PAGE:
On the day of His departure from Baghdad, the agitation of the citizenry is described by an eyewitness:  “”The great tumult, associated in our minds with the Day of Gathering, the Day of Judgment, we beheld on that occasion.  Believers and unbelievers alike sobbed and lamented.  The chiefs and notables who had congregated were struck with wonder.  Emotions were stirred to such depths as no tongue can describe, nor could any observer escape their contagion.”  Baha’u’llah departed the city on a red roan stallion, the finest his devotees could purchase for Him, as throngs  gathered to bow their heads and even kiss the stirrups of his horse.  He dispensed alms on his way, was ferried across the Tigris and addressed the people with these final words:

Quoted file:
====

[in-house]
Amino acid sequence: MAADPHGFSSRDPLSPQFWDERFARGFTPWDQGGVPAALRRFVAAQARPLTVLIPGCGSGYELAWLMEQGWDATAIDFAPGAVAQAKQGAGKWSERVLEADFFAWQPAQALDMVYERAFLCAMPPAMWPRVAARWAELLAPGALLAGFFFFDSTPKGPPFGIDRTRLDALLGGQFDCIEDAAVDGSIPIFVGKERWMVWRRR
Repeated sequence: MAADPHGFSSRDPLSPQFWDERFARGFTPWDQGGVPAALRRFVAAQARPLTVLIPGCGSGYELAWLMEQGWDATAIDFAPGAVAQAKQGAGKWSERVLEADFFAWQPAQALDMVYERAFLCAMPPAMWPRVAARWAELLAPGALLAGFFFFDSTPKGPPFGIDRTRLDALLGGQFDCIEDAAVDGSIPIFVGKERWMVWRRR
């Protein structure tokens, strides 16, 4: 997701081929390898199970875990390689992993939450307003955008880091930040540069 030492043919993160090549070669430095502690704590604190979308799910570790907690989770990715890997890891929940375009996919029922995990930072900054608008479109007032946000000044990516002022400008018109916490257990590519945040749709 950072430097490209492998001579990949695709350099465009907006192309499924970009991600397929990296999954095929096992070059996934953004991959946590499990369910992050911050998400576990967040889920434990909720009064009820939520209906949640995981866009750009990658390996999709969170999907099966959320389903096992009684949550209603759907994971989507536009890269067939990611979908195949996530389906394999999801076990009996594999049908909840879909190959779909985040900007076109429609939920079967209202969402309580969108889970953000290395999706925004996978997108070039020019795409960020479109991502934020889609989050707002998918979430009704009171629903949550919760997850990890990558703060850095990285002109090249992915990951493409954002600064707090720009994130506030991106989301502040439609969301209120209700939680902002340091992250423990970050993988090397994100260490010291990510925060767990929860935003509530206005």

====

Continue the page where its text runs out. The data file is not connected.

“O My companions, I entrust to your keeping this city of Baghdad in the state ye now behold it, when from the eyes of friends and strangers alike, crowding its housetops, its streets and markets, tears like the rain of Spring are flowing down, and I depart.  With you it now rests to watch lest your deeds and conduct dim the flame of love that gloweth within the breasts of its inhabitants.”

 

During the 12 days of Ridvan (pronounced Rizvan) the first, ninth, and twelfth days are holy days for Baha’is on which work is suspended.  Celebrations are held in Baha’i communities featuring talks, readings, dramas and music commemorating these events. In addition, local spiritual assemblies are elected annually on the first day of Ridvan and national leadership councils (spiritual assemblies) are elected during this twelve-day period. 

NATIONAL DAY OF PRAYER IS ON MAY 5TH!! 

Join the Troy-area Interfaith Group